The majority of the camera modes produce 12MP images, with only a few modes letting you select a higher resolution than 12MP. This effectively makes the 200MP sensor a marketing feature, and it takes a lot of effort to actually see the extra detail in images. For 99% of people it really isn’t going to make much difference having a 200MP camera, compared to a good 50MP, or 64MP sensor.

For example, you’d think having a 200MP camera, would allow you to crop into the centre of the image at a lower resolution and get an impressive amount of zoom, but unfortunately the 16-in-1 pixel binning sensor means the detail isn’t there. (See the Nokia PureView 808 from 2012 if you want to see a good implementation of this idea, which had a 40MP sensor with a standard Bayer sensor, which lets you use lossless zoom, at a reduced resolution).

Some smartphones do a better job with high-resolution sensors, and we’ve seen the best results from the Samsung Galaxy S23 Ultra.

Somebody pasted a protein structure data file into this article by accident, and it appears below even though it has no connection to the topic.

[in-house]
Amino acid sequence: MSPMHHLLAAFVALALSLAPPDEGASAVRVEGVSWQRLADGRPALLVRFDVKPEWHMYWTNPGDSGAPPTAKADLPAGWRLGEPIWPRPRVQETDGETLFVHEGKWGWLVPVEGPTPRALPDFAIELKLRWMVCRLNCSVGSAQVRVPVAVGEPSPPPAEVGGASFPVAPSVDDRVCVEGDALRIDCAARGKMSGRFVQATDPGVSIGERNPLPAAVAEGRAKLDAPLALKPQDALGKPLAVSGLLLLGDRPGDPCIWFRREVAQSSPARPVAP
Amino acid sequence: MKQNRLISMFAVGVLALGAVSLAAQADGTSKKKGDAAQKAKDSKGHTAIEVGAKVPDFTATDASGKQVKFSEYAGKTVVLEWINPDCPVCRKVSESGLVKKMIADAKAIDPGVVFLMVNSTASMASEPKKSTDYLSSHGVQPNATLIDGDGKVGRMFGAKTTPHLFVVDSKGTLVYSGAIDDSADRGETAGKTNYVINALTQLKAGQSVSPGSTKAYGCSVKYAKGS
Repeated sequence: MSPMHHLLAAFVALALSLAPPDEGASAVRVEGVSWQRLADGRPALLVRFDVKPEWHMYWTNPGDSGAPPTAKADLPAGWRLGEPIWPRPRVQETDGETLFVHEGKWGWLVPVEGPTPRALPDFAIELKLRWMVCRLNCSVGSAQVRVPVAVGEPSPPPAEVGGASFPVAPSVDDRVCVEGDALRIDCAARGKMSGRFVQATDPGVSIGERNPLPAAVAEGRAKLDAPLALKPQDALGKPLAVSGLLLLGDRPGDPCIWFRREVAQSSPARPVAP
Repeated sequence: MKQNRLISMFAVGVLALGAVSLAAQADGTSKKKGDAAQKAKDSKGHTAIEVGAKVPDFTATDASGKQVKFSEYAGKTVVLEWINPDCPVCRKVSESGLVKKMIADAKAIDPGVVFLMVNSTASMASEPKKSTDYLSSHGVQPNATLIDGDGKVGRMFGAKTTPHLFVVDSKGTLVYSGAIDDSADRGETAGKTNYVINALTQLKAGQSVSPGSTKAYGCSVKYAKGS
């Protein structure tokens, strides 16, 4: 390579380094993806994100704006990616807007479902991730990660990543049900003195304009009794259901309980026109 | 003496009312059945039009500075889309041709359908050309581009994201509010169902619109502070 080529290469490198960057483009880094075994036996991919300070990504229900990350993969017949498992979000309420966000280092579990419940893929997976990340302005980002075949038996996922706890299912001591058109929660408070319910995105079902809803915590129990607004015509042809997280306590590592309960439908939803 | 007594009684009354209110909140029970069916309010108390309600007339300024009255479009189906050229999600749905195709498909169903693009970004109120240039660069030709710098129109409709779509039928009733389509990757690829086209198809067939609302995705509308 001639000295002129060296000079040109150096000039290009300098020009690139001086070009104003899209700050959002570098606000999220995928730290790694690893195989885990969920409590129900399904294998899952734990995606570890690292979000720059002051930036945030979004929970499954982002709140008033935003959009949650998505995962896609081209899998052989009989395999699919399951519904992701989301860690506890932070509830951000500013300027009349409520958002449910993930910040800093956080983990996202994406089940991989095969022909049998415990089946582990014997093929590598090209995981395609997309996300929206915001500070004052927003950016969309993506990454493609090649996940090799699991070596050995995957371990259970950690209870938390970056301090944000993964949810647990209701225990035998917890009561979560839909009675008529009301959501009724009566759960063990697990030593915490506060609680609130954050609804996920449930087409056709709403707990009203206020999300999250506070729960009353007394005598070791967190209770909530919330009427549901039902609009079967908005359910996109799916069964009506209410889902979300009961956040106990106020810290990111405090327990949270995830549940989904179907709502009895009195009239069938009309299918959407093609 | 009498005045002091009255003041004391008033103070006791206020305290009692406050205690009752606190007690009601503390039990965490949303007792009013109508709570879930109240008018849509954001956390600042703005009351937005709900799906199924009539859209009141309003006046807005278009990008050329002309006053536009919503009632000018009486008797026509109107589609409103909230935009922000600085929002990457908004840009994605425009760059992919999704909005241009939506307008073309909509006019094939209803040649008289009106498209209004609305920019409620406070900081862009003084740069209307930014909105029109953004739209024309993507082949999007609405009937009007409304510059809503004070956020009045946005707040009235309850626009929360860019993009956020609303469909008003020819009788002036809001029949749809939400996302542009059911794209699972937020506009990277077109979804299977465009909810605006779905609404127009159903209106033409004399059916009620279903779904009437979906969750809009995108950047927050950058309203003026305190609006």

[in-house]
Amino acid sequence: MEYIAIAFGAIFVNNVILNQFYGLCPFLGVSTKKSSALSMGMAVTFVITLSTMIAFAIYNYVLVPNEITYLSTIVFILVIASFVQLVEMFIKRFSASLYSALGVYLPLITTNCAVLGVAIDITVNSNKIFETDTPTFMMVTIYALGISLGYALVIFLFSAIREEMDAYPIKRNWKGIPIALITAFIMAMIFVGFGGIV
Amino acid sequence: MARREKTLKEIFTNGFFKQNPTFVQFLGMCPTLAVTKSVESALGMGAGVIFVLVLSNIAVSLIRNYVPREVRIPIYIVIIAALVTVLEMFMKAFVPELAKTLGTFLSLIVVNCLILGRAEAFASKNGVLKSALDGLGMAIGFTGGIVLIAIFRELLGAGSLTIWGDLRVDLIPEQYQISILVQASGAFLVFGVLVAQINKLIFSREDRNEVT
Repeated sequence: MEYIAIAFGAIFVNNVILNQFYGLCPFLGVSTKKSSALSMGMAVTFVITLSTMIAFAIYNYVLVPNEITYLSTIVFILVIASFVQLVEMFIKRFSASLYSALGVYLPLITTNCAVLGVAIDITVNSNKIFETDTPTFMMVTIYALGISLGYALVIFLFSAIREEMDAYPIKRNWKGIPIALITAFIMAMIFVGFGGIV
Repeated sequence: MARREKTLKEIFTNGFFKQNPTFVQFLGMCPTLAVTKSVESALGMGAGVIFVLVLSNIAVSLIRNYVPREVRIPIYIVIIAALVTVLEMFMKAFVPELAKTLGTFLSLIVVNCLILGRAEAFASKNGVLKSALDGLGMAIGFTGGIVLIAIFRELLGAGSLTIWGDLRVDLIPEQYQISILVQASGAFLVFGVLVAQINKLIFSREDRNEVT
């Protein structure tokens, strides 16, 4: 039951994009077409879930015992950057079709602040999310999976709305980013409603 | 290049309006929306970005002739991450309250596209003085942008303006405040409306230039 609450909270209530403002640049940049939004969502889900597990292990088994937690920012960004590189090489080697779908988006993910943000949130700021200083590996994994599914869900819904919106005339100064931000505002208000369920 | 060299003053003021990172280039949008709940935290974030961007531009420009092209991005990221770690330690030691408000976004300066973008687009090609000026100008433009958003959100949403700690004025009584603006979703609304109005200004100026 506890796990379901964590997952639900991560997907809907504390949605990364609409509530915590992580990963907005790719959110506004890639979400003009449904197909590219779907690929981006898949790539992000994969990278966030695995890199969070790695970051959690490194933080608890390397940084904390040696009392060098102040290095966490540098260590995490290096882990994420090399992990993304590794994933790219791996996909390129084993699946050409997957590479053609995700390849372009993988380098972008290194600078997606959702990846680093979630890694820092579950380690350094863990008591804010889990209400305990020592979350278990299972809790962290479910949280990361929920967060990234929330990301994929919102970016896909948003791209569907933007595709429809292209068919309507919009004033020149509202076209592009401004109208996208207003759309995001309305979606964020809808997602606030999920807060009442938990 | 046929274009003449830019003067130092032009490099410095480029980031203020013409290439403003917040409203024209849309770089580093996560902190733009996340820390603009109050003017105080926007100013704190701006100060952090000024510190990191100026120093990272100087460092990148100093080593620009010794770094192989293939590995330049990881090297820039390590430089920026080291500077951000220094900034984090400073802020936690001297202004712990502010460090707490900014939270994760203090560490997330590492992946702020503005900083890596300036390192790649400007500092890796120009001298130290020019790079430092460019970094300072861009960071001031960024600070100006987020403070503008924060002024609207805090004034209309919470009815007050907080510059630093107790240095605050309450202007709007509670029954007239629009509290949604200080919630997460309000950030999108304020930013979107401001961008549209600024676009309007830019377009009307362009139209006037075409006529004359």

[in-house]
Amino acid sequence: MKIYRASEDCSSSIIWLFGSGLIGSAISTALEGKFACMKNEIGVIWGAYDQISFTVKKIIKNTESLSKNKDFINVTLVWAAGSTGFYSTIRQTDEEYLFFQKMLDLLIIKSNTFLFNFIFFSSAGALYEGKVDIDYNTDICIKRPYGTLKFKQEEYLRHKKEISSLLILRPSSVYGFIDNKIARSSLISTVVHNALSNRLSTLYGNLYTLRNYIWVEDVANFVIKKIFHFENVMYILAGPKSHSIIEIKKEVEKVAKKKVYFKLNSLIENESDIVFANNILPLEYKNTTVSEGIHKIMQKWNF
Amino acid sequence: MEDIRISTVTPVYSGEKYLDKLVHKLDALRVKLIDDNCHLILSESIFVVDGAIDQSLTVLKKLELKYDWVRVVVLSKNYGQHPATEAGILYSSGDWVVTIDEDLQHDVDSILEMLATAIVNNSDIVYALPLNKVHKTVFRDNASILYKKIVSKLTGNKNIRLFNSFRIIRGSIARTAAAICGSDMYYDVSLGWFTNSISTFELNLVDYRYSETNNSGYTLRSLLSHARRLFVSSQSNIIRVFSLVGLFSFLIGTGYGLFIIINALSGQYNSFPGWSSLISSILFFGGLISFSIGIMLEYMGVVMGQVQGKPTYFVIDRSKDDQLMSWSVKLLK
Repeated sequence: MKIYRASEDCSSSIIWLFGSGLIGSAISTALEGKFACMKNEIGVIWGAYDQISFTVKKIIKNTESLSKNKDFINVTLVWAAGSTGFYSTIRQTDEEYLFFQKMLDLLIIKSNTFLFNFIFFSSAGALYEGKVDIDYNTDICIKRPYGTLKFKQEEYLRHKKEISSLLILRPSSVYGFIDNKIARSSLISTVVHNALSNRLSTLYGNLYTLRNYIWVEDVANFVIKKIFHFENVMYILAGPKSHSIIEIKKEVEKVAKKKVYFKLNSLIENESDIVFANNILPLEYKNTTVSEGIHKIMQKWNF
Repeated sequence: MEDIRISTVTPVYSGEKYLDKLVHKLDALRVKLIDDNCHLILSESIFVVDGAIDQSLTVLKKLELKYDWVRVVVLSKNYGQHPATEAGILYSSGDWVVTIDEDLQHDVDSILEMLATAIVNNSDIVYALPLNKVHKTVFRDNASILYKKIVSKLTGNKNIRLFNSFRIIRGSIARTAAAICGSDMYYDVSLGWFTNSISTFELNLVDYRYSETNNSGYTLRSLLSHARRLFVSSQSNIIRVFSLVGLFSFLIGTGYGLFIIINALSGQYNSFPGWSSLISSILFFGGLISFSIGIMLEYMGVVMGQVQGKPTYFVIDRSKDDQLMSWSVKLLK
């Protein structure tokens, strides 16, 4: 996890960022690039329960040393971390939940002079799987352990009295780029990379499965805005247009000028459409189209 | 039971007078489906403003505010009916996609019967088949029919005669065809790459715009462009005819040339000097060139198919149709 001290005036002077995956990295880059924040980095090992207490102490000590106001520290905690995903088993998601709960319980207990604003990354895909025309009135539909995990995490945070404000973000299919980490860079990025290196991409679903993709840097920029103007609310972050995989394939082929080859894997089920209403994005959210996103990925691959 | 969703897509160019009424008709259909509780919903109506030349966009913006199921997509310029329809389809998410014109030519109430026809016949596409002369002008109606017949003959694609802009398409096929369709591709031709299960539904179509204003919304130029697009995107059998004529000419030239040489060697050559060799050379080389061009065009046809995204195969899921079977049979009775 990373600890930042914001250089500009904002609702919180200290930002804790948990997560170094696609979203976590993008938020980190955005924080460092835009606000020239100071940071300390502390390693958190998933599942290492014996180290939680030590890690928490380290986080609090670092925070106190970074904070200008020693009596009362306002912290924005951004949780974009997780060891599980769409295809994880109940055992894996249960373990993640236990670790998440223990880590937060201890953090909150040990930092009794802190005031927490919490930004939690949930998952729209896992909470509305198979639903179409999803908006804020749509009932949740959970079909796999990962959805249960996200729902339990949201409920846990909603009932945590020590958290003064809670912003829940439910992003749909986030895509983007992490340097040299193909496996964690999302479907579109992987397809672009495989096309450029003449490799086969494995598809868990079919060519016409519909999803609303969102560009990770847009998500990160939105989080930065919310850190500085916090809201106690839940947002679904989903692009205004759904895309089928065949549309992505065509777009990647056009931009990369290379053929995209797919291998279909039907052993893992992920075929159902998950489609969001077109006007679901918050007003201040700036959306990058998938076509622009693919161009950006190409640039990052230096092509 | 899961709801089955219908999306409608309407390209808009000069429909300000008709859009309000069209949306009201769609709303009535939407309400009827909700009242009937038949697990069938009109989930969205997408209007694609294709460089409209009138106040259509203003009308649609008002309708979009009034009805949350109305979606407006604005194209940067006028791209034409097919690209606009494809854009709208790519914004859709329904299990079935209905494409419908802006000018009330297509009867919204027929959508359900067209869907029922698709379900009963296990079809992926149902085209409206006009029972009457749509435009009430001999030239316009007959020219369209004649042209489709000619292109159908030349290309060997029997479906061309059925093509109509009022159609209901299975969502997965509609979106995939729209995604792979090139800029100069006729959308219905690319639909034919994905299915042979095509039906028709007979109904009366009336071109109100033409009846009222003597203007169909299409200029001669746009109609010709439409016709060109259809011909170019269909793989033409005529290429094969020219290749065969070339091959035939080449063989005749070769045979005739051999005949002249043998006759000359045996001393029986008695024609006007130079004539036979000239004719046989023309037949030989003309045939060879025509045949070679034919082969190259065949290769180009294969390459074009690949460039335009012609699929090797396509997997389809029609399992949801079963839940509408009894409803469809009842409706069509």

The Redmi Note 12 Pro + 5G has a mythical headphone socket, something we rarely see. Photo: Joshua Waller

Rather than a flagship processor, as found in the Xiaomi 12T Pro, this phone uses a MediaTek Dimensity 1080 processor. MediaTek are historically known for budget chipsets, but have been making leaps and bounds in recent years with increased performance as well as AI and photography features. For reference, the Geekbench 6 score is 963 single core and 2394 multi-core.

In the camera app you’ll find a range of photo modes including Pro, Documents, Video, Photo, Portrait, Night, and in More you can find Ultra HD (this lets you shoot at 50MP or 200MP), Short video, Panorama, VLOG, slow-motion, Time-lapse, and Long-exposure.

In long exposure there are a number of different modes including Moving crowd, Neon trails, Oil painting (waterfalls), Light painting, Starry sky, and Star trails. For most of these modes you can start the exposure and then end it when you’ve shot for the required time.

Redmi Note 12 Pro + 5G photo app. Photo: Joshua Waller